What Chris Roberts has achieved, I think, is the following:
1. Proven that there's no such thing as a "Kickstarter bubble". Yes, there may in the future be some big failures on Kickstarter, which will make people more wary of unknown projects. But if Chris Roberts is able to raise four million without even touching Kickstarter (plus another two there), then clearly crowdfunding is something bigger than just a temporary wave of enthusiasm about a specific service.
2. Proven that you can in fact raise a lot more money than anyone previously thought possible. Remember, Tim Schafer got three million... having asked for $300,000. Now Chris Roberts had the gall to ask for two million... and still ended up getting three times as much. So now, we're amazed by the six million raised - but just wait until someone else raises twelve million to make a game in a genre that people actually care about :).
3. Shown the way to do it. Engage with the fans directly, circumvent Kickstarter and other similar services, and make your own rules. I expect in the future there will be a lot of experimentation with this. In particular, I am dead certain that soon some companies will actually try offering opportunities for actual investment - i.e., offering a small percentage of the revenues in exchange for money. Nobody will want to be the first to try this, because everyone obviously prefers to raise money without giving up revenue - but someone will try it, will achieve big success with it, and others will follow.

It's going to be interesting to watch, because there's going to be some very spectacular successes ahead... and failures, too. Most people, I suspect, are only capable of supporting one major product at a time. If you've contributed several hundred dollars or more to Star Citizen, you're not going to contribute that kind of money to another project for months, if not years. So, this market will be as easy to glut as the MMO market. To be honest, I'm kinda worried now, that mid-budget projects like this will soon come to dominate the crowdfunding scene, and the poor indies will once again find it hard to raise any sensible amount of cash.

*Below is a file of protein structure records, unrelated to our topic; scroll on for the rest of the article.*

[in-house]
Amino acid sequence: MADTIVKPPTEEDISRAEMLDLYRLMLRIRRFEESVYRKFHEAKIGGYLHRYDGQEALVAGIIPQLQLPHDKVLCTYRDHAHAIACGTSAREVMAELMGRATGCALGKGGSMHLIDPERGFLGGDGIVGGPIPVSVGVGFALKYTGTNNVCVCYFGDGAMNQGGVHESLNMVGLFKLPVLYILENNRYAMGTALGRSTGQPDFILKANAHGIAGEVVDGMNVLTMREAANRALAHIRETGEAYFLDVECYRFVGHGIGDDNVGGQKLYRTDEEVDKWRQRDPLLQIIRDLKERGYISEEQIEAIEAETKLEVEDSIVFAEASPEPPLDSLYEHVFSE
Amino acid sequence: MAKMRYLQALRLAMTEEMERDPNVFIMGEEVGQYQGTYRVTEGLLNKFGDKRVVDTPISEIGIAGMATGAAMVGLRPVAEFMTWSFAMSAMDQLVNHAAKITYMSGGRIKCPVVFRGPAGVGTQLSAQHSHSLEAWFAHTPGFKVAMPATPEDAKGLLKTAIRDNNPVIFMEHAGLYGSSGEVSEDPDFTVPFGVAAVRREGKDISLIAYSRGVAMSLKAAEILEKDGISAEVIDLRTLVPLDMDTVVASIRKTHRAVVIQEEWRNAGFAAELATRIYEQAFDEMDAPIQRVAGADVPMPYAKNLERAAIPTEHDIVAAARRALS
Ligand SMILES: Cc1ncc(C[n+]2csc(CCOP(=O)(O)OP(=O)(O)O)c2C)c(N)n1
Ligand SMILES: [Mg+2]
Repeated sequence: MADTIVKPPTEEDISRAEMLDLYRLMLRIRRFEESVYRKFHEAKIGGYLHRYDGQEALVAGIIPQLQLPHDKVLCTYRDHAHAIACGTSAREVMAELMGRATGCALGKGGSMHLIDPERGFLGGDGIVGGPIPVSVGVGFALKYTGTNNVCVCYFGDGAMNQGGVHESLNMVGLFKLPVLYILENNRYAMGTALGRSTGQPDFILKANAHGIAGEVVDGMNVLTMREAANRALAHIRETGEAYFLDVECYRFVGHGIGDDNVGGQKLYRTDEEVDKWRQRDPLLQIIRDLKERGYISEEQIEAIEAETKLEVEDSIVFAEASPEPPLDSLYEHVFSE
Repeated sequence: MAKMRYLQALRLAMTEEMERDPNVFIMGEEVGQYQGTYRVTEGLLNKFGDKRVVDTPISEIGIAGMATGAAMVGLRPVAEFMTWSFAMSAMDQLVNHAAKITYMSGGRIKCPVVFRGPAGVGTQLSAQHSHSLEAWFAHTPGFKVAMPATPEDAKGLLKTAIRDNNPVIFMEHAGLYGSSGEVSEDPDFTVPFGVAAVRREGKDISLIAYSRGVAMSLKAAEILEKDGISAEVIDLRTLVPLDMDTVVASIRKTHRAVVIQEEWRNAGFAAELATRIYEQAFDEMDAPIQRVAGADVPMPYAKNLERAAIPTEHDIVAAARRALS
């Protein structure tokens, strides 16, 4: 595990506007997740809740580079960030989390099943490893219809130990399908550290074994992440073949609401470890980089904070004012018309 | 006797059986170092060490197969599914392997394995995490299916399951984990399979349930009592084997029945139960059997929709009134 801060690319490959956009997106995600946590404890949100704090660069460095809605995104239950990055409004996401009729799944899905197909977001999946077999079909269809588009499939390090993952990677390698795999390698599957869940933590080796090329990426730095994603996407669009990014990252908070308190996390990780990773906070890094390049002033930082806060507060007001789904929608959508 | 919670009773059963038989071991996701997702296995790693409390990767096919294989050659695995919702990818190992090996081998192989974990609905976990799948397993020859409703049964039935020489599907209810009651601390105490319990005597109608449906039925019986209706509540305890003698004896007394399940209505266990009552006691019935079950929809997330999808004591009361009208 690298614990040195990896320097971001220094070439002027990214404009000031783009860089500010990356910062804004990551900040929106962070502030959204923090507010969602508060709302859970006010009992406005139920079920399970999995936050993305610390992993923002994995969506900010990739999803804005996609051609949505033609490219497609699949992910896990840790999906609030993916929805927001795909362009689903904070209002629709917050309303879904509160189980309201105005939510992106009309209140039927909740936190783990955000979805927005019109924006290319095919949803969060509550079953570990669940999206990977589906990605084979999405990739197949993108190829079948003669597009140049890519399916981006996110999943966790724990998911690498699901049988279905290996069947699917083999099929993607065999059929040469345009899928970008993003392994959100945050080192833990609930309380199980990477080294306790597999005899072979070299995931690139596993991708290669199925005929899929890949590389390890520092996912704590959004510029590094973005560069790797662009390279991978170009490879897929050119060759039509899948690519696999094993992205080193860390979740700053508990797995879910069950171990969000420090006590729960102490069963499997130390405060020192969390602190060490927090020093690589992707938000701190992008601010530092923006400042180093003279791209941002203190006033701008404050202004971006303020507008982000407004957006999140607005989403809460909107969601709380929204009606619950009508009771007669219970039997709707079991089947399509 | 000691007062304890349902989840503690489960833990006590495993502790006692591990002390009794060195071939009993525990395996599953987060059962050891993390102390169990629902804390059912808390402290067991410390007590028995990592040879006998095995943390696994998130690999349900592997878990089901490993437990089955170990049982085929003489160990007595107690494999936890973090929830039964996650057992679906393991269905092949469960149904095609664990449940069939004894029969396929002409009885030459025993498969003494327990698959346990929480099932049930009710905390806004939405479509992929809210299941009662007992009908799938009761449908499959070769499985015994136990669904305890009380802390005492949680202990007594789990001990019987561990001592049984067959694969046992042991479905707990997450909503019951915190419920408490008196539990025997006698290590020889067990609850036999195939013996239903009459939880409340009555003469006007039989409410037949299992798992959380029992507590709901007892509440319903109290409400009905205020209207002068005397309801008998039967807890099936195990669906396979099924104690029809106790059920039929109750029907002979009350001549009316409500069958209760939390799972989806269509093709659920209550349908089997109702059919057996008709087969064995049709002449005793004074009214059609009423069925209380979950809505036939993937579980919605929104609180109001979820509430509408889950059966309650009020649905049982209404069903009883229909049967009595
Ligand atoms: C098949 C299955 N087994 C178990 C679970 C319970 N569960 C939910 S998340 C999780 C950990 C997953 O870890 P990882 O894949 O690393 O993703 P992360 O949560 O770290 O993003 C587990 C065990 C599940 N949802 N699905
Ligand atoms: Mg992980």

Then it is time to create a site called "electrostarter" which only gives money to projects that ask for less than a million. :D

I agree with what Quarto said, it is going to be interesting to watch what happens.
The whole crowd-funding of Star Citizen was the best experience for me in backing projects so far. It was done with great professionalism (Star System updates appeared immediately after the 100.000 tresholds were achieved, Ben and Sandi replied almost immediately and were very helpful with fixing things. Chris along with rest of the team did their best to satisfy the community while at the same time being careful about what they promise or not and keeping true to their vision (which seems to be clear as day). All those things (along with the fact that we've been waiting for such game for decades!) made this crowdfund such an amazing success! I congratulate THEM and, even more, ALL OF US!
BTW: didn't Mr. Roberts say at the beginning of the campaign that he had some backers who were willing to put up some money if and only if he could raise two million from other sources first? How much was that money going to be? One million? Two? Three?

Anyway, Wing Commander III had a budget of 5.0 million, so the Star Citizen budget is roughly comparable, adjusting for general inflation over the past twenty years. Since all of the video is going to be computer-rendered instead of FMV, less of the budget of Star Citizen would be devoted to the costs of actors and physical props (since voice acting tends to cost less than live acting, even if you do have Mark Hamill and Malcolm McDowell in your cast).

Six million dollars does sound like a lot to an individual--and indeed that amount in today's dollars is about twice the median American's lifetime income. However, over a 24 month game development period, it would be just barely enough to pay the salary, benefits, equipment, and office space for a staff of about twenty-five to thirty, assuming typical present-day salary and benefits, and that assumes that any voice acting gets done at the lowest Union rates rather than celebrity-level pay. The fact that Mr. Roberts had proposed doing it on even less money (3-4 million) implies that either he was willing to try to manage with a fairly small staff for such a large game, or else that several of the staff members would be doing it as a labor of love and taking below-average salary for game developers.